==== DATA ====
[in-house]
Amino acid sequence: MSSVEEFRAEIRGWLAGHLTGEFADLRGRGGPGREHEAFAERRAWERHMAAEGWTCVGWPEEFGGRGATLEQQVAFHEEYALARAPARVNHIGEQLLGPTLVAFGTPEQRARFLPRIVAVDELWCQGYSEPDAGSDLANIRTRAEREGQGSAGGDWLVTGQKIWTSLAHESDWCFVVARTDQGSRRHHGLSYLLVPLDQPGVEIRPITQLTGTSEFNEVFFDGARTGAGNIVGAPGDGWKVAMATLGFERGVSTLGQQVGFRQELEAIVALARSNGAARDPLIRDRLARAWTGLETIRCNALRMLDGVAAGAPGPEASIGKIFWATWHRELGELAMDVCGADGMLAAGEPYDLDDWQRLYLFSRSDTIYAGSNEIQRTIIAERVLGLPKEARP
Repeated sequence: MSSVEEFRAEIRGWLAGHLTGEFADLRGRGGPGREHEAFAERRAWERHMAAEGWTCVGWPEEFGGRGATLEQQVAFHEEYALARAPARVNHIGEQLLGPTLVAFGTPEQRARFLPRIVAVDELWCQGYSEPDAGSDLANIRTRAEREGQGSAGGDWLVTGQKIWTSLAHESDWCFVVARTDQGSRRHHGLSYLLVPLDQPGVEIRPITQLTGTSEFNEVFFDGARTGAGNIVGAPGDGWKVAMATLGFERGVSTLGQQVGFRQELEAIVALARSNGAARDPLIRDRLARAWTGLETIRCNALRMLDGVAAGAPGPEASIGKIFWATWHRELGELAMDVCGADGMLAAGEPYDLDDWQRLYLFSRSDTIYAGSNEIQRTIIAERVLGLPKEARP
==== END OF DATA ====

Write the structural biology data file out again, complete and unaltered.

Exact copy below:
[in-house]
Amino acid sequence: MSSVEEFRAEIRGWLAGHLTGEFADLRGRGGPGREHEAFAERRAWERHMAAEGWTCVGWPEEFGGRGATLEQQVAFHEEYALARAPARVNHIGEQLLGPTLVAFGTPEQRARFLPRIVAVDELWCQGYSEPDAGSDLANIRTRAEREGQGSAGGDWLVTGQKIWTSLAHESDWCFVVARTDQGSRRHHGLSYLLVPLDQPGVEIRPITQLTGTSEFNEVFFDGARTGAGNIVGAPGDGWKVAMATLGFERGVSTLGQQVGFRQELEAIVALARSNGAARDPLIRDRLARAWTGLETIRCNALRMLDGVAAGAPGPEASIGKIFWATWHRELGELAMDVCGADGMLAAGEPYDLDDWQRLYLFSRSDTIYAGSNEIQRTIIAERVLGLPKEARP
Repeated sequence: MSSVEEFRAEIRGWLAGHLTGEFADLRGRGGPGREHEAFAERRAWERHMAAEGWTCVGWPEEFGGRGATLEQQVAFHEEYALARAPARVNHIGEQLLGPTLVAFGTPEQRARFLPRIVAVDELWCQGYSEPDAGSDLANIRTRAEREGQGSAGGDWLVTGQKIWTSLAHESDWCFVVARTDQGSRRHHGLSYLLVPLDQPGVEIRPITQLTGTSEFNEVFFDGARTGAGNIVGAPGDGWKVAMATLGFERGVSTLGQQVGFRQELEAIVALARSNGAARDPLIRDRLARAWTGLETIRCNALRMLDGVAAGAPGPEASIGKIFWATWHRELGELAMDVCGADGMLAAGEPYDLDDWQRLYLFSRSDTIYAGSNEIQRTIIAERVLGLPKEARP